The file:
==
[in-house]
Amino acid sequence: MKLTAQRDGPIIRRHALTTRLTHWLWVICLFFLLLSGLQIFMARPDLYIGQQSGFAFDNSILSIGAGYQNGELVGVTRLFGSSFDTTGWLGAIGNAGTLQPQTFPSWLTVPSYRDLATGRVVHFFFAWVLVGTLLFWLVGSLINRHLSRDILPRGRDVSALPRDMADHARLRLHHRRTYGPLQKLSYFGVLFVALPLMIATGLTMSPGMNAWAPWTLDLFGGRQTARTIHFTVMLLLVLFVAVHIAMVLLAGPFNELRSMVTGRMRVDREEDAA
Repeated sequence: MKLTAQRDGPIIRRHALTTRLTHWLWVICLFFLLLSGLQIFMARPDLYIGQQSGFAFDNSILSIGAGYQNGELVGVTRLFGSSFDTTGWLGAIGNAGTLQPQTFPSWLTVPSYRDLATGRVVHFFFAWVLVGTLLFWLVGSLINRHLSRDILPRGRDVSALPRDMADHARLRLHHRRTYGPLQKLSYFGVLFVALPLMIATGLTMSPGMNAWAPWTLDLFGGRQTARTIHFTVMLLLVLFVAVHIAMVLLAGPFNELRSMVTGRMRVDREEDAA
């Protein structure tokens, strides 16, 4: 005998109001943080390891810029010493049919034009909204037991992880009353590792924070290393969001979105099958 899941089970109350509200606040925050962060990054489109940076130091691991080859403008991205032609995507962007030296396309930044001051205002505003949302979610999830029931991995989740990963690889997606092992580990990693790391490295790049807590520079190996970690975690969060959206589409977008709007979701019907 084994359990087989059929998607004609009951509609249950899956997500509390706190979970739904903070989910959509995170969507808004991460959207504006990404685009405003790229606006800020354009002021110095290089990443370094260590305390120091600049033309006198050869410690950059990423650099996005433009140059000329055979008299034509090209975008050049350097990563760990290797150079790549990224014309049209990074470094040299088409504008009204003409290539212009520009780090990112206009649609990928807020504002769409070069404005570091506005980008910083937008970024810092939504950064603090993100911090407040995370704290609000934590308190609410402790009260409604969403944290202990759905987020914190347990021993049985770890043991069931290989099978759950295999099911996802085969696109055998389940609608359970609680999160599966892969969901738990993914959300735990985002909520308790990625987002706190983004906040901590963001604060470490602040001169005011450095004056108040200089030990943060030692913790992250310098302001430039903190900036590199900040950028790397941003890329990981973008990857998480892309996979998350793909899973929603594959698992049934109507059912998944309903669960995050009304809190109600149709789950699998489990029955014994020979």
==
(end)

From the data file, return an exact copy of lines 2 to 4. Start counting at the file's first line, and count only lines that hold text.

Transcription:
Amino acid sequence: MKLTAQRDGPIIRRHALTTRLTHWLWVICLFFLLLSGLQIFMARPDLYIGQQSGFAFDNSILSIGAGYQNGELVGVTRLFGSSFDTTGWLGAIGNAGTLQPQTFPSWLTVPSYRDLATGRVVHFFFAWVLVGTLLFWLVGSLINRHLSRDILPRGRDVSALPRDMADHARLRLHHRRTYGPLQKLSYFGVLFVALPLMIATGLTMSPGMNAWAPWTLDLFGGRQTARTIHFTVMLLLVLFVAVHIAMVLLAGPFNELRSMVTGRMRVDREEDAA
Repeated sequence: MKLTAQRDGPIIRRHALTTRLTHWLWVICLFFLLLSGLQIFMARPDLYIGQQSGFAFDNSILSIGAGYQNGELVGVTRLFGSSFDTTGWLGAIGNAGTLQPQTFPSWLTVPSYRDLATGRVVHFFFAWVLVGTLLFWLVGSLINRHLSRDILPRGRDVSALPRDMADHARLRLHHRRTYGPLQKLSYFGVLFVALPLMIATGLTMSPGMNAWAPWTLDLFGGRQTARTIHFTVMLLLVLFVAVHIAMVLLAGPFNELRSMVTGRMRVDREEDAA
């Protein structure tokens, strides 16, 4: 005998109001943080390891810029010493049919034009909204037991992880009353590792924070290393969001979105099958 899941089970109350509200606040925050962060990054489109940076130091691991080859403008991205032609995507962007030296396309930044001051205002505003949302979610999830029931991995989740990963690889997606092992580990990693790391490295790049807590520079190996970690975690969060959206589409977008709007979701019907 084994359990087989059929998607004609009951509609249950899956997500509390706190979970739904903070989910959509995170969507808004991460959207504006990404685009405003790229606006800020354009002021110095290089990443370094260590305390120091600049033309006198050869410690950059990423650099996005433009140059000329055979008299034509090209975008050049350097990563760990290797150079790549990224014309049209990074470094040299088409504008009204003409290539212009520009780090990112206009649609990928807020504002769409070069404005570091506005980008910083937008970024810092939504950064603090993100911090407040995370704290609000934590308190609410402790009260409604969403944290202990759905987020914190347990021993049985770890043991069931290989099978759950295999099911996802085969696109055998389940609608359970609680999160599966892969969901738990993914959300735990985002909520308790990625987002706190983004906040901590963001604060470490602040001169005011450095004056108040200089030990943060030692913790992250310098302001430039903190900036590199900040950028790397941003890329990981973008990857998480892309996979998350793909899973929603594959698992049934109507059912998944309903669960995050009304809190109600149709789950699998489990029955014994020979």